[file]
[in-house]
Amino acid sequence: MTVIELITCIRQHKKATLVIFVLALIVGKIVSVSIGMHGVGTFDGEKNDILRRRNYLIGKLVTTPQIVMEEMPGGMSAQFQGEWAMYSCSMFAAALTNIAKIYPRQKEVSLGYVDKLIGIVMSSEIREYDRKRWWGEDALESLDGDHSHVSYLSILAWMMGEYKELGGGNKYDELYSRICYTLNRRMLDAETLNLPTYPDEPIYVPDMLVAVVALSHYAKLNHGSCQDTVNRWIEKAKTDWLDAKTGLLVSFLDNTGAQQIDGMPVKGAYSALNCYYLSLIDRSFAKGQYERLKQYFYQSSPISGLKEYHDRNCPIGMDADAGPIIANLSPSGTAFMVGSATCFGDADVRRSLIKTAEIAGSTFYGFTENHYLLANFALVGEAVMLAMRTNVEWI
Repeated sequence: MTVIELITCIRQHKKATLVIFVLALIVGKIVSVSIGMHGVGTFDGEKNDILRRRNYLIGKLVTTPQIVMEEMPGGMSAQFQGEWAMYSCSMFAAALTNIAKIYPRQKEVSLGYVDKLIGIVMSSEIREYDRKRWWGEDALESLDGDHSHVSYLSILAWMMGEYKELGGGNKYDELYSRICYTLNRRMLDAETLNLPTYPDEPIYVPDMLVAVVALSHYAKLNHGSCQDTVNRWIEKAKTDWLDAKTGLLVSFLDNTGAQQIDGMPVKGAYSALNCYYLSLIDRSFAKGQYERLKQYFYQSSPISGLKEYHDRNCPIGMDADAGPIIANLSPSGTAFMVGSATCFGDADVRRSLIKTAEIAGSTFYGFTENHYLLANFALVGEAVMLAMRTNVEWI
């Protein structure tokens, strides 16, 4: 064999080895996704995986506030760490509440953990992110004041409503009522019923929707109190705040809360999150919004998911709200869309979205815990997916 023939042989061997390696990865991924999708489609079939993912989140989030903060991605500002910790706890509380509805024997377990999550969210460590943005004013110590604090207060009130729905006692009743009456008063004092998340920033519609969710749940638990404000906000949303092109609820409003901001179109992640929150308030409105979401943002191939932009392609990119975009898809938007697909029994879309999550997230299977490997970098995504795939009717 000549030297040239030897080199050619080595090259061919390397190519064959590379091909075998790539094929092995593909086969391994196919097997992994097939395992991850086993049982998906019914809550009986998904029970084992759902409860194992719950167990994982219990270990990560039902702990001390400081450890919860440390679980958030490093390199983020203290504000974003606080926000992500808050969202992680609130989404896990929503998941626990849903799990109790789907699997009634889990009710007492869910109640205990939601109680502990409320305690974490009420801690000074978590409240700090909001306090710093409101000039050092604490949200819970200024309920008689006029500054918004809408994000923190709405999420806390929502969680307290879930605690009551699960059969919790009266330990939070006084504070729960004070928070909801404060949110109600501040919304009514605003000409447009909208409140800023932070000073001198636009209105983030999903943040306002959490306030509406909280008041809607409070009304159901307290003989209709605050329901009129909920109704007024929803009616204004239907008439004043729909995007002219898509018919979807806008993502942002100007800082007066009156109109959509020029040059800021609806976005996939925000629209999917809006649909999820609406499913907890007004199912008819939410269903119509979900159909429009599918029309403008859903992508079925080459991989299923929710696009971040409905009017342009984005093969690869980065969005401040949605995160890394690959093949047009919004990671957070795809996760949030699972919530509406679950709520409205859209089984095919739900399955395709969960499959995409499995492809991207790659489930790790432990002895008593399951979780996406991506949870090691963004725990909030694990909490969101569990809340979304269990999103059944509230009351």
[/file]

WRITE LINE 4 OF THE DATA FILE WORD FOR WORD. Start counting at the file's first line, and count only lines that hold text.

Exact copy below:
């Protein structure tokens, strides 16, 4: 064999080895996704995986506030760490509440953990992110004041409503009522019923929707109190705040809360999150919004998911709200869309979205815990997916 023939042989061997390696990865991924999708489609079939993912989140989030903060991605500002910790706890509380509805024997377990999550969210460590943005004013110590604090207060009130729905006692009743009456008063004092998340920033519609969710749940638990404000906000949303092109609820409003901001179109992640929150308030409105979401943002191939932009392609990119975009898809938007697909029994879309999550997230299977490997970098995504795939009717 000549030297040239030897080199050619080595090259061919390397190519064959590379091909075998790539094929092995593909086969391994196919097997992994097939395992991850086993049982998906019914809550009986998904029970084992759902409860194992719950167990994982219990270990990560039902702990001390400081450890919860440390679980958030490093390199983020203290504000974003606080926000992500808050969202992680609130989404896990929503998941626990849903799990109790789907699997009634889990009710007492869910109640205990939601109680502990409320305690974490009420801690000074978590409240700090909001306090710093409101000039050092604490949200819970200024309920008689006029500054918004809408994000923190709405999420806390929502969680307290879930605690009551699960059969919790009266330990939070006084504070729960004070928070909801404060949110109600501040919304009514605003000409447009909208409140800023932070000073001198636009209105983030999903943040306002959490306030509406909280008041809607409070009304159901307290003989209709605050329901009129909920109704007024929803009616204004239907008439004043729909995007002219898509018919979807806008993502942002100007800082007066009156109109959509020029040059800021609806976005996939925000629209999917809006649909999820609406499913907890007004199912008819939410269903119509979900159909429009599918029309403008859903992508079925080459991989299923929710696009971040409905009017342009984005093969690869980065969005401040949605995160890394690959093949047009919004990671957070795809996760949030699972919530509406679950709520409205859209089984095919739900399955395709969960499959995409499995492809991207790659489930790790432990002895008593399951979780996406991506949870090691963004725990909030694990909490969101569990809340979304269990999103059944509230009351």